Stress testing mortgage loans affordability and what it means for you
The Bank of England tightens mortgage rules and what it means for you.
We wanted to share an article which appeared recently in the Telegraph money section, this time focusing on a recent change in the mortgage borrowing regulations, an area we felt would be of interest.
Stringent new rules on mortgage affordability could force borrowers to prove that they could afford repayments almost twice as high as the expected monthly cost of their loan.
The Bank of England announced the beefed-up rules on affordability or "stress tests" in its Financial Stability Report, published recently.
Here the article considers the likely effects of the changes.
What is changing?
The Bank is keen that lenders do not get lulled into a false sense of security by current low interest rates and offer increasingly risky loans. The report points out that mortgage debt has historically been a source of risk in terms of financial stability.
The new rules force lenders to apply an interest rate stress test - a test of a borrower’s ability to weather increases in the mortgage rate - at 3 percentage points above the rate that will apply when the introductory offer ends.
Such "reversion" rates are often the same as the lender's standard variable rate, or SVR. According to Ray Boulger of John Charcol, the broker, SVRs can currently be as high as 5.75%. This could mean that some banks are forced to stress test at a very high rate of 8.75%.
Will this make getting a mortgage harder?
Some borrowers will now find it harder to get a mortgage. Ian Gordon, a banking analyst at Investec, the specialist bank, said some “at the margins” might see their affordability shrink.
Analysis by London & Country, the mortgage broker, found that someone who made monthly payments of £766 on a 25-year £200,000 mortgage could have to prove that they could afford repayments of £1,478 at a rate of 7.5%.
The previous stress test would have checked affordability at 5%, equivalent to repayments of £1,169, so the extra amount that borrowers would have to prove they could afford would be £300 a month.
But David Hollingworth, a director at the broker, said the rule change did not mean the industry would change overnight.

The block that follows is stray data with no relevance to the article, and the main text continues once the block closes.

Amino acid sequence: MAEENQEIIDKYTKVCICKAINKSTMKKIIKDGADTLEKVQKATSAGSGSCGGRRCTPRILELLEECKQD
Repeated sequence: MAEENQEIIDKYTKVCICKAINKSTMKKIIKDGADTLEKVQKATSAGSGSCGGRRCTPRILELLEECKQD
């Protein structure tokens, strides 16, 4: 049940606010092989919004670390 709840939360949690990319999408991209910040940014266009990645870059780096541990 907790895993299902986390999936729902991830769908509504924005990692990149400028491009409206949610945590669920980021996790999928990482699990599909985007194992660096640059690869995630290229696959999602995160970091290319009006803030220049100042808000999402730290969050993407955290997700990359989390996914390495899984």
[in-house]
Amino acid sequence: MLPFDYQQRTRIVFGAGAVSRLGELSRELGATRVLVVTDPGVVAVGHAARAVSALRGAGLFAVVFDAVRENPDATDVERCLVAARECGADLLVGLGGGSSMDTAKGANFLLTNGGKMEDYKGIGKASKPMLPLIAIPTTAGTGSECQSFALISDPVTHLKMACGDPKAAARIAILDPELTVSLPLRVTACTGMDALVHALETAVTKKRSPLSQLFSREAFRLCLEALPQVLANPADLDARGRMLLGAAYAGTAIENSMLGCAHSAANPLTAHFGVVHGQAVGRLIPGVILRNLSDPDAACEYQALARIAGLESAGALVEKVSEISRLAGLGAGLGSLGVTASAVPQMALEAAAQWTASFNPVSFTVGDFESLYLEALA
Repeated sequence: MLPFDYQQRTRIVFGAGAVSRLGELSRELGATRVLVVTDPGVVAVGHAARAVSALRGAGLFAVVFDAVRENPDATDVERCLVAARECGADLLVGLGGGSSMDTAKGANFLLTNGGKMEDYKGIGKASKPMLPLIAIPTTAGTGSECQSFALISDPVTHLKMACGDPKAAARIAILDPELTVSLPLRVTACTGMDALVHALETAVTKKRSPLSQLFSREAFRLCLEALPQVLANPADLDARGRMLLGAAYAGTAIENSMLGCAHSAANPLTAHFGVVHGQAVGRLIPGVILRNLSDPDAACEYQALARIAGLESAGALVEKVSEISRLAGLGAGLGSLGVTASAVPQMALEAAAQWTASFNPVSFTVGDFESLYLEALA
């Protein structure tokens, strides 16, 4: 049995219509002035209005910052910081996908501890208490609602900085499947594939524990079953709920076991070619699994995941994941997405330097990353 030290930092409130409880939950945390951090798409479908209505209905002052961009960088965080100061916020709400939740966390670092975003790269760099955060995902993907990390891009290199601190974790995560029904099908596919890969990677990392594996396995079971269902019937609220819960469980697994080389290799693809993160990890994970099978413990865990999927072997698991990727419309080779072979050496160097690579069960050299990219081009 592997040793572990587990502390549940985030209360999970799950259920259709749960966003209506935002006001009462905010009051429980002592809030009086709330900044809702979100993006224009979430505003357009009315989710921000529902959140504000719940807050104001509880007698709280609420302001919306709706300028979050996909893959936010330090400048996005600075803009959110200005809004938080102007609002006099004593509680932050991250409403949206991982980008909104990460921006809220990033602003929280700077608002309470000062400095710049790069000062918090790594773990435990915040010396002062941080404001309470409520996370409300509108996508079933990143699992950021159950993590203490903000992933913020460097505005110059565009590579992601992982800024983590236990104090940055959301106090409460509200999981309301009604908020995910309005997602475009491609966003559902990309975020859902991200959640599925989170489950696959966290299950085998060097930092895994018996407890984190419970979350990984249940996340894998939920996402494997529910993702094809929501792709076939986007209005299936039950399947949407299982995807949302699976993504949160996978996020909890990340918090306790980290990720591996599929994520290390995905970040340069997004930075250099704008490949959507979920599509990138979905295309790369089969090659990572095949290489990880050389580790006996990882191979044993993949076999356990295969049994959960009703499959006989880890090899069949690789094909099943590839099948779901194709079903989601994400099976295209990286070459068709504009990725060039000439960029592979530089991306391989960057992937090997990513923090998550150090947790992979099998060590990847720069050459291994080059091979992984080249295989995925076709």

“Larger lenders won’t be seeing this as a radical change,” he said. “It will mean they won’t be able to consider loosening their stress test if they think competition is edging ahead. That’s what this report is all about.”
A £300 rise in provable payments sounds a lot. Why are lenders relaxed about the change?
On the face of it, having to prove that much larger repayments are affordable is a significant stumbling block for many borrowers, who may be perfectly able to afford an initial interest rate of 1.5% but would struggle at 8%.
But analysts said lenders had already been stress testing at this level since 2014, when the Bank introduced it as a recommendation.
Mr Gordon said: “Many banks with high Standard variable rates are already implementing stress testing at this level. But there will be exceptions to the rule and if you look hard enough you will find banks with high Standard Variable Rates and lower stress testing rates that will be heavily affected.”
Some borrowers could even benefit
Mr Boulger said some buyers in niche areas such as shared ownership mortgages could actually be offered better deals as a result of the rule change.
He said many of the smaller lenders could be forced to focus on niche markets, such as mortgages for the self employed, because the rules would make them uncompetitive for mainstream borrowers.
This could lead to greater competition in the niche areas
What about buy-to-let mortgages?
There is no immediate change to the buy-to-let market as a result of the Bank of England's report. While those mortgages are stress tested at a lower rate than owner-occupier mortgages, the changes to tax relief and affordability tests announced by George Osborne in 2015 are more significant.
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This article was first published in The Telegraph on 29 June 2017